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Dive into the 30th Year of Shark Week and #MakeTime4Makos

image of mako shark by Cabo Shark Dive
Project AWARE News

Shark Week, an annual ratings giant for the Discovery Channel every summer, is celebrating its 30th Anniversary this year. From July 22 to 29, shark lovers or haters, and intrigued or fearful fans will once again be glued to their televisions for a chance to get a glimpse into the lives of these fascinating ocean predators. 

Shark Week’s popularity has skyrocketed in recent years due to its exaggerated storytelling, clever marketing and overall sensationalism. Remember when American swimmer, Michael Phelps "raced" a shark last year? Well, Shark Week 2018 kicks off with martial artist Ronda Rousey facing off with a mako shark - the world's fastest shark

Before you dive into the 30th year of Shark Week, there are a few things you should know about the overfished mako sharks.

image of shark league factsheetIn a New Factsheet, Project AWARE's Shark League partners outline the conservation priorities for this vulnerable shark species and why you should #MakeTime4Makos.

Since a 2008 Ecological Risk Assessment for sharks, scientists have warned that Shortfin Mako Sharks are exceptionally vulnerable to ICCAT Fisheries. Over the last decade, ICCAT has prohibited the retention of several other shark species, yet failed to set even basic limits on makos.

The 2017 assessment of North Atlantic Shortfin Makos was alarming. ICCAT scientists report that:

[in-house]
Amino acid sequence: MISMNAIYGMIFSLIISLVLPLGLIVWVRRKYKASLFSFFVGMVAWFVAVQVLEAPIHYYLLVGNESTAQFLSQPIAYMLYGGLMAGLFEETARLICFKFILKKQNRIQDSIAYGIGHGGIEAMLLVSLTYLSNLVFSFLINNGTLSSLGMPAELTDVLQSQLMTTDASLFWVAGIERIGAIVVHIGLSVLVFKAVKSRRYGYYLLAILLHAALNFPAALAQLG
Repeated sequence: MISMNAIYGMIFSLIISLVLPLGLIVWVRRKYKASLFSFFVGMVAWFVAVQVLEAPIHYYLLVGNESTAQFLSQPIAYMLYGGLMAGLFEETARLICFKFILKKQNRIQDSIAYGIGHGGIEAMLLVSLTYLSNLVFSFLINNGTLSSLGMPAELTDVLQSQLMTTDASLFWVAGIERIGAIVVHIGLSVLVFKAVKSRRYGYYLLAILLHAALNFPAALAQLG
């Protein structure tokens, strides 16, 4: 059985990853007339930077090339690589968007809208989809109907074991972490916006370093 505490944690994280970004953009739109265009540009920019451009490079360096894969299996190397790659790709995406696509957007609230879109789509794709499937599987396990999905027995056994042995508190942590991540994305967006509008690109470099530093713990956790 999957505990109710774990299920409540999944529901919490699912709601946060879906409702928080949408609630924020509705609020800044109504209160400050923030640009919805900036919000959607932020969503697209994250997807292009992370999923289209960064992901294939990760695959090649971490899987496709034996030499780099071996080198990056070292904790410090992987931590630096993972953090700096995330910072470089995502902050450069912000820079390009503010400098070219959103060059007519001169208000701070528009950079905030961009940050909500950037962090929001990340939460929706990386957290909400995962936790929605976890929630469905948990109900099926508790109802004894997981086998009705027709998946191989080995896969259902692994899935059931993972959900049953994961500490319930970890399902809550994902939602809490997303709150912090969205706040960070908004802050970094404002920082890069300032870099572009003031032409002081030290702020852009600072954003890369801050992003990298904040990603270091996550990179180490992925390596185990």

• Overfishing is occurring on an overfished population (90% chance of both)
  • Declines will continue under current catch levels
  • Catch must be cut to zero in order to have a 54% chance of rebuilding by 2040
  • Banning retention is the most effective immediate step
  • Additional bycatch mitigation measures are also needed.

Despite clear scientific advice and growing public support for strict conservation measures, the only new shark agreement resulting from ICCAT 2017, was a phased-in approach to narrow the conditions under which shortfin makos can be landed - a first step toward preventing further population decline but the measure includes numerous exceptions and applies only to the North Atlantic population.

Countries landing North Atlantic Shortfin Makos include (in order of the magnitude for 2011-2016 reported catches) Spain, Morocco, Portugal, US, Japan, and Canada. 

image of mako petitionTake action for sharks this Shark Week: Add your name to the #Divers4Makos Petition!

Join us and our Shark League partners in urging top fishing nations to prohibit retention of Atlantic mako sharks immediately, as advised by ICCAT scientists, and push for an Atlantic-wide ban at the November 2018 ICCAT meeting.

Photo copyright Cabo Shark Dive

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